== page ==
Grand Manan Whale & Seabird Research Station
Feeding ecology of right whales has always been of interest to the Grand Manan Whale & Seabird Research Station (GMWSRS) with the first feeding studies beginning in 1983, followed by a habitat comparison between fin whales and right whales and tracking right whales equipped with radio and satellite transmitters as they fed in the Bay of Fundy in the late 1980s. The GMWSRS also provides important logistical support to other researchers when working in the Bay of Fundy.
More recently, research has focused on lipid metabolism in right whales by analyzing the fats remaining in their faecal material. Right whales defecate at the surface and the faeces usually float for several minutes, long enough to be collected in a fine mesh dip net.
Researchers use a fine mesh dip
net to collect faecal samples floating
on the water.
Collection of faecal material can provide an insight into many facets of right whale biology including prey determination (exoskeletal remains of zooplankton can be identified using a microscope), stress and reproductive hormones, biotoxin levels and disease. Dr. Rosalind Rolland from the New England Aquarium in Boston, Massachusetts, has been instrumental in developing these health assessment studies in right whales, and also the use of "scent" detection dogs to locate floating faecal material.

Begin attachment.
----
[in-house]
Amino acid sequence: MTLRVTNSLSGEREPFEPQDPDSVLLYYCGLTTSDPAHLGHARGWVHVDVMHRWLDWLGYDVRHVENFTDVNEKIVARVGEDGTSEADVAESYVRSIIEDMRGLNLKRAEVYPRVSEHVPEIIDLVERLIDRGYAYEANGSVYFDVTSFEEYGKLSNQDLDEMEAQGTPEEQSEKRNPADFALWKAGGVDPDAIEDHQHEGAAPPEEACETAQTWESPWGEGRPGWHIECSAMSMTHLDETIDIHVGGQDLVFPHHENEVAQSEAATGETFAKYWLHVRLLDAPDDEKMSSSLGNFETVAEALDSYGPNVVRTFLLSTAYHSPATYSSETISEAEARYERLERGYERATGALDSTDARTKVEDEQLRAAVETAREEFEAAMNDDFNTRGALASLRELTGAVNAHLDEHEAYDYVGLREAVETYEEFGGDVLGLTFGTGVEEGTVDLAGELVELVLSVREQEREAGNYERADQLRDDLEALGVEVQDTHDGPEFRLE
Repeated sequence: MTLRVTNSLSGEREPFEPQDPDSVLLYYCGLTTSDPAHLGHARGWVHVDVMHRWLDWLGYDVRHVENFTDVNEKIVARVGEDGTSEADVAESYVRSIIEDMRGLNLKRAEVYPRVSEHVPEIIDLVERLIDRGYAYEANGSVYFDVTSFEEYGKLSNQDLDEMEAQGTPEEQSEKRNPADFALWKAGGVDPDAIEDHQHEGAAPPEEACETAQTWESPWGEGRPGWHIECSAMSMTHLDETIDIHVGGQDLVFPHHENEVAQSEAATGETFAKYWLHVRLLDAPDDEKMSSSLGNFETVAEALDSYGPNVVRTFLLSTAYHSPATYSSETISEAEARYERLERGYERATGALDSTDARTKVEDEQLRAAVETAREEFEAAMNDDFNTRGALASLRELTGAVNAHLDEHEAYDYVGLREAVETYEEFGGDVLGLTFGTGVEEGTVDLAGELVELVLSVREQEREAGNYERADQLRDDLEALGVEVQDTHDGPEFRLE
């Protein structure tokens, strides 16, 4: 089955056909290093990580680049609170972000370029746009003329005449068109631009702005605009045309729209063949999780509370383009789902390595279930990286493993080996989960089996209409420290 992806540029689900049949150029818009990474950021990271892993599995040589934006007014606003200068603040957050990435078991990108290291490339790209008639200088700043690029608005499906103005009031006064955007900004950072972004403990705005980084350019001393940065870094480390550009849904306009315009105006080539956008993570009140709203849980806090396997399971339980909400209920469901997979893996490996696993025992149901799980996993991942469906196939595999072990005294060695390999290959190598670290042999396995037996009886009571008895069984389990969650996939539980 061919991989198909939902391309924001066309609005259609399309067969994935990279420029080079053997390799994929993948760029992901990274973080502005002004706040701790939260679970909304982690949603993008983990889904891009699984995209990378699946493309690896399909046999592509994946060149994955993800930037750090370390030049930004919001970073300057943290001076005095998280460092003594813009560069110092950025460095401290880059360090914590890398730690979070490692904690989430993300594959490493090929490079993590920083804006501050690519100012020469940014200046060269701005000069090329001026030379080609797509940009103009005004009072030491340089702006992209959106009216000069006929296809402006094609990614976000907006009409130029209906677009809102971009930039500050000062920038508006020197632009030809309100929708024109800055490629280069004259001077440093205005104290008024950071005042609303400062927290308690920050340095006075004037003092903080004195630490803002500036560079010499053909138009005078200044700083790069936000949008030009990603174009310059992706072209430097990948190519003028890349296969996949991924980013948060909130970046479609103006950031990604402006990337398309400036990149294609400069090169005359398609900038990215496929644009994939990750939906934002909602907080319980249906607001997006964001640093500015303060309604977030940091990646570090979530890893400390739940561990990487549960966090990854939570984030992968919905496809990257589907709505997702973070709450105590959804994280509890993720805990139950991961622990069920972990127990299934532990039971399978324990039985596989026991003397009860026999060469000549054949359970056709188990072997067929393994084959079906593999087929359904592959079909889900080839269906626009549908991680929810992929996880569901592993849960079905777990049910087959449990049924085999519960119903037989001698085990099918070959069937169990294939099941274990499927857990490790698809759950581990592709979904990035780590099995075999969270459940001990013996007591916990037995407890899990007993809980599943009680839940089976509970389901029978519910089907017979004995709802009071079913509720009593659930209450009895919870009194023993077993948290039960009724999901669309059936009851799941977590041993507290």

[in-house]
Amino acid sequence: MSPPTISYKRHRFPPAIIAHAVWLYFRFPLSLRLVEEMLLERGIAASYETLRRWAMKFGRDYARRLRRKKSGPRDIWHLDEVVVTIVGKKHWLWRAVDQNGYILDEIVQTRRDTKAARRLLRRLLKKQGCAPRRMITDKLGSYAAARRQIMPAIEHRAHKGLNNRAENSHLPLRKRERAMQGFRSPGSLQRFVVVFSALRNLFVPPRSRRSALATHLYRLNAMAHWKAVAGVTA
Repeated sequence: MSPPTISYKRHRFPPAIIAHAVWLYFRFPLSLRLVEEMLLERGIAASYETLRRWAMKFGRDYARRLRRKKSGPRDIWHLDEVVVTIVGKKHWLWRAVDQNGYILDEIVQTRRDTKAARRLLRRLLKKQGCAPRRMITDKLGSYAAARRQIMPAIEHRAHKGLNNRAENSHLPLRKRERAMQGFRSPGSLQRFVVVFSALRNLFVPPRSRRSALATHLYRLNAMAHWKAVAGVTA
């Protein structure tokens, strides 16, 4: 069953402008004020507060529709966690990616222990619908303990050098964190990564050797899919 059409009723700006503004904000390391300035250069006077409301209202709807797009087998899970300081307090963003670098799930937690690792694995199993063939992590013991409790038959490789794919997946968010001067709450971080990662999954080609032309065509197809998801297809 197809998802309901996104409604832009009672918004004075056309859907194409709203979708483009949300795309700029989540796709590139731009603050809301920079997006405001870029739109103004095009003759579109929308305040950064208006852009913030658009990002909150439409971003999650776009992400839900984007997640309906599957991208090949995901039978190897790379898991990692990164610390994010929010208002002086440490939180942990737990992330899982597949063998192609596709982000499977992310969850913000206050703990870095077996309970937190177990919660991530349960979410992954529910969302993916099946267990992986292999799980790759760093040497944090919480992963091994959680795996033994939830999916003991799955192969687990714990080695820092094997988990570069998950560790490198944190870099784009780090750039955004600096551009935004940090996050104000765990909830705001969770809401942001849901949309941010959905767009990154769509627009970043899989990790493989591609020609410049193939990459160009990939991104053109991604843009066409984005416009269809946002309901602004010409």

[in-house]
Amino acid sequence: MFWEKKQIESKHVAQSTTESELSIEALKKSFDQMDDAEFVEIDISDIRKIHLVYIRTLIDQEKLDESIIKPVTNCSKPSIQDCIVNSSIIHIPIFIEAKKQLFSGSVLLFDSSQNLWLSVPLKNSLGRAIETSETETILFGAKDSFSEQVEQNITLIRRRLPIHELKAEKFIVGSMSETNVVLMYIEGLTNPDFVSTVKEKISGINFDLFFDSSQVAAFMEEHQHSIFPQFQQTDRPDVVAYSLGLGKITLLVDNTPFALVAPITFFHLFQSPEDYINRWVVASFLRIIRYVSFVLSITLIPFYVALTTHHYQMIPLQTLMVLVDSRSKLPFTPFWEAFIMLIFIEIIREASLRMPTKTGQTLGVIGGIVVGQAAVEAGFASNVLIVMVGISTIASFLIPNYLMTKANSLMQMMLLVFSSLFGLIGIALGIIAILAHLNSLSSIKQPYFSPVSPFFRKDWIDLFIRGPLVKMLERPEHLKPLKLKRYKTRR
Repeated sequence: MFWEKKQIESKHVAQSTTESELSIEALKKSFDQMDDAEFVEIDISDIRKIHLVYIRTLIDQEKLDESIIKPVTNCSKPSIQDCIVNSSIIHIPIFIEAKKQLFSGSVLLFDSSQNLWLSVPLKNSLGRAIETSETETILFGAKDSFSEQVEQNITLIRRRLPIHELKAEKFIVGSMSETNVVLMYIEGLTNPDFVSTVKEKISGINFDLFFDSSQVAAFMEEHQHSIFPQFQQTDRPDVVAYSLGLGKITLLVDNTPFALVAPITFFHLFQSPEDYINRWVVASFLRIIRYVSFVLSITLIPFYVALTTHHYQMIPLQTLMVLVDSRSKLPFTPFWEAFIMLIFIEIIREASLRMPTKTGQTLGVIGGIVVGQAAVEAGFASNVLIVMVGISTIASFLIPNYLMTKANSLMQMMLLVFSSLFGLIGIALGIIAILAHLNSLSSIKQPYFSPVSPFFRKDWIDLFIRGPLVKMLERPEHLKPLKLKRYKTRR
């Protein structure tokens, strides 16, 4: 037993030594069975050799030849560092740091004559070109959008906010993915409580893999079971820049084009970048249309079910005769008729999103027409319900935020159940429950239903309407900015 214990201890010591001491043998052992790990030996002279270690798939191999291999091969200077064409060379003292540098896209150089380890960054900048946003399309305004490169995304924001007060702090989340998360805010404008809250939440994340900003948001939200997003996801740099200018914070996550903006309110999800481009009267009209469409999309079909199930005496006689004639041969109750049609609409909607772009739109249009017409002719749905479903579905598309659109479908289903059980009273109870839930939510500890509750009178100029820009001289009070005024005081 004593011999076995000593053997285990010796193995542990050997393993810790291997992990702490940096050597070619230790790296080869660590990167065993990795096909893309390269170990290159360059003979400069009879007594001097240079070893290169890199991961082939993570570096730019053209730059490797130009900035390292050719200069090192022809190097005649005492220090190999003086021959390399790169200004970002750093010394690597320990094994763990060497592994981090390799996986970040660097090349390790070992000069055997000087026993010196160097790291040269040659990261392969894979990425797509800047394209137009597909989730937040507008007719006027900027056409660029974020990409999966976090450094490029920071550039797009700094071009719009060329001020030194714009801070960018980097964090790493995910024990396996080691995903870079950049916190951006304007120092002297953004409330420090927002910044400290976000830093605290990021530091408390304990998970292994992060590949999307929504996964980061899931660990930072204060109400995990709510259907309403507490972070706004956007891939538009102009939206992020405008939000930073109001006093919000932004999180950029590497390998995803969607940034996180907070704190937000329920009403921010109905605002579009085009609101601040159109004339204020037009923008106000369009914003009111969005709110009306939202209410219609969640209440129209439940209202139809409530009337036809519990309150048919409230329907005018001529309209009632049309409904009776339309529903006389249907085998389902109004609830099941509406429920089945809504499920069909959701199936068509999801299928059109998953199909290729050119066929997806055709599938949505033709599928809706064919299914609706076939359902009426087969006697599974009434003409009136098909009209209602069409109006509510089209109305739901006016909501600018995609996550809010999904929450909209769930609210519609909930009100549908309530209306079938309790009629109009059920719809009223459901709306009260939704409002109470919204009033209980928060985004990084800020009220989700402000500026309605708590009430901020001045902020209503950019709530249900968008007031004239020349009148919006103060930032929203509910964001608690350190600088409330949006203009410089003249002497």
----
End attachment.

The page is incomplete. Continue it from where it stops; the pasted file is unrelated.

The fact that right whale faeces float stimulated researchers at the GMWSRS to investigate the lipid content and composition of faeces. Metabolism calculations are difficult when the study subjects can not be sampled directly but can be inferred, for example, through the analyses of faecal material and efficiency of digestion, i.e. the amount and type of lipids remaining in faeces. The efficiency of right whales in converting zooplankton lipids can then be applied to metabolic estimates and help understand the daily zooplankton requirement of right whales.